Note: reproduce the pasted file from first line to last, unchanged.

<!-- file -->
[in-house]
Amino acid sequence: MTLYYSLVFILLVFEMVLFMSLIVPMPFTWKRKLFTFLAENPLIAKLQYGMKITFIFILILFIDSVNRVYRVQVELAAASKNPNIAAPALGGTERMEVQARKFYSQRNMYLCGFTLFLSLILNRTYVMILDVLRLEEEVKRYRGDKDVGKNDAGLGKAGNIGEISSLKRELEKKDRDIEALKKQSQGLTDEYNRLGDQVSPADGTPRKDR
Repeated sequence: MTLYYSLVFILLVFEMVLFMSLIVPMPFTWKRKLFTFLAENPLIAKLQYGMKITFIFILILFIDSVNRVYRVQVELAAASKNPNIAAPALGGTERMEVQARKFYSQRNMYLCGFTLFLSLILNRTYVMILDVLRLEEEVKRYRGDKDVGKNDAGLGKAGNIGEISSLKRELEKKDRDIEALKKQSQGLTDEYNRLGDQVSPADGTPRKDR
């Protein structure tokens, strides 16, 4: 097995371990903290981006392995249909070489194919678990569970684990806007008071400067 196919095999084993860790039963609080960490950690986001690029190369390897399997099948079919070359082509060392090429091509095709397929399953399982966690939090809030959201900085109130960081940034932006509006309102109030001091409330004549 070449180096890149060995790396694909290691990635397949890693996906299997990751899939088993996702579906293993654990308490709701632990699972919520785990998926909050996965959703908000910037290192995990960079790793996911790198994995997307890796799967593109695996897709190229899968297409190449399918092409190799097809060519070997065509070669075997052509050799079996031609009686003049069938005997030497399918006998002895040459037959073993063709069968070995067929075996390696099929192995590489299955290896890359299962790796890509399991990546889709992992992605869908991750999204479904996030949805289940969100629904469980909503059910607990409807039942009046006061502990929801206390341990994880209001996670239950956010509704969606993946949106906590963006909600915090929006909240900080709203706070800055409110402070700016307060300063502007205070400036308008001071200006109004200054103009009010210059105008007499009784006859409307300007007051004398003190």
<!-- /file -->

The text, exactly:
[in-house]
Amino acid sequence: MTLYYSLVFILLVFEMVLFMSLIVPMPFTWKRKLFTFLAENPLIAKLQYGMKITFIFILILFIDSVNRVYRVQVELAAASKNPNIAAPALGGTERMEVQARKFYSQRNMYLCGFTLFLSLILNRTYVMILDVLRLEEEVKRYRGDKDVGKNDAGLGKAGNIGEISSLKRELEKKDRDIEALKKQSQGLTDEYNRLGDQVSPADGTPRKDR
Repeated sequence: MTLYYSLVFILLVFEMVLFMSLIVPMPFTWKRKLFTFLAENPLIAKLQYGMKITFIFILILFIDSVNRVYRVQVELAAASKNPNIAAPALGGTERMEVQARKFYSQRNMYLCGFTLFLSLILNRTYVMILDVLRLEEEVKRYRGDKDVGKNDAGLGKAGNIGEISSLKRELEKKDRDIEALKKQSQGLTDEYNRLGDQVSPADGTPRKDR
């Protein structure tokens, strides 16, 4: 097995371990903290981006392995249909070489194919678990569970684990806007008071400067 196919095999084993860790039963609080960490950690986001690029190369390897399997099948079919070359082509060392090429091509095709397929399953399982966690939090809030959201900085109130960081940034932006509006309102109030001091409330004549 070449180096890149060995790396694909290691990635397949890693996906299997990751899939088993996702579906293993654990308490709701632990699972919520785990998926909050996965959703908000910037290192995990960079790793996911790198994995997307890796799967593109695996897709190229899968297409190449399918092409190799097809060519070997065509070669075997052509050799079996031609009686003049069938005997030497399918006998002895040459037959073993063709069968070995067929075996390696099929192995590489299955290896890359299962790796890509399991990546889709992992992605869908991750999204479904996030949805289940969100629904469980909503059910607990409807039942009046006061502990929801206390341990994880209001996670239950956010509704969606993946949106906590963006909600915090929006909240900080709203706070800055409110402070700016307060300063502007205070400036308008001071200006109004200054103009009010210059105008007499009784006859409307300007007051004398003190």